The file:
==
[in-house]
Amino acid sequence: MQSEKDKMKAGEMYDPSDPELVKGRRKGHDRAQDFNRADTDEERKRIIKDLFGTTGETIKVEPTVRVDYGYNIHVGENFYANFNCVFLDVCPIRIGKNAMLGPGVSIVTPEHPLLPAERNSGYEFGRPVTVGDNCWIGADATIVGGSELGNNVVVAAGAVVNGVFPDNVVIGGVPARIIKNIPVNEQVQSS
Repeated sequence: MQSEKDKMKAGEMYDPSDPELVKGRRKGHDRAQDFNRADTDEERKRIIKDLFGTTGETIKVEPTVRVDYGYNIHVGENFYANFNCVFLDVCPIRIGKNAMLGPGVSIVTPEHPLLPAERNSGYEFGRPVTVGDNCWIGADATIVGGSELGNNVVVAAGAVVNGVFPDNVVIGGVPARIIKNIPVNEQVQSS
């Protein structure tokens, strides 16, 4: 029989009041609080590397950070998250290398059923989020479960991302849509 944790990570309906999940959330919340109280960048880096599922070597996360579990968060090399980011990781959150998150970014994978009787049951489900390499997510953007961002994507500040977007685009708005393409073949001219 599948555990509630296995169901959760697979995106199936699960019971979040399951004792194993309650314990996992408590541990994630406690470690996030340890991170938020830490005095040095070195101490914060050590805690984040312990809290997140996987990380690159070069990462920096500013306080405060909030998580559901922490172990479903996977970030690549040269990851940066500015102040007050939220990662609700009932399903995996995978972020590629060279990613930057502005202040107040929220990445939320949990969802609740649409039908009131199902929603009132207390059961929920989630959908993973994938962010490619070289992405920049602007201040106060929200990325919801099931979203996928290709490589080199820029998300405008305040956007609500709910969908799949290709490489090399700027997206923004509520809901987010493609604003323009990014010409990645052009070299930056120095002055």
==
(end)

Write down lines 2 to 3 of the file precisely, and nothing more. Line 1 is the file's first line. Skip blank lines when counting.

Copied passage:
Amino acid sequence: MQSEKDKMKAGEMYDPSDPELVKGRRKGHDRAQDFNRADTDEERKRIIKDLFGTTGETIKVEPTVRVDYGYNIHVGENFYANFNCVFLDVCPIRIGKNAMLGPGVSIVTPEHPLLPAERNSGYEFGRPVTVGDNCWIGADATIVGGSELGNNVVVAAGAVVNGVFPDNVVIGGVPARIIKNIPVNEQVQSS
Repeated sequence: MQSEKDKMKAGEMYDPSDPELVKGRRKGHDRAQDFNRADTDEERKRIIKDLFGTTGETIKVEPTVRVDYGYNIHVGENFYANFNCVFLDVCPIRIGKNAMLGPGVSIVTPEHPLLPAERNSGYEFGRPVTVGDNCWIGADATIVGGSELGNNVVVAAGAVVNGVFPDNVVIGGVPARIIKNIPVNEQVQSS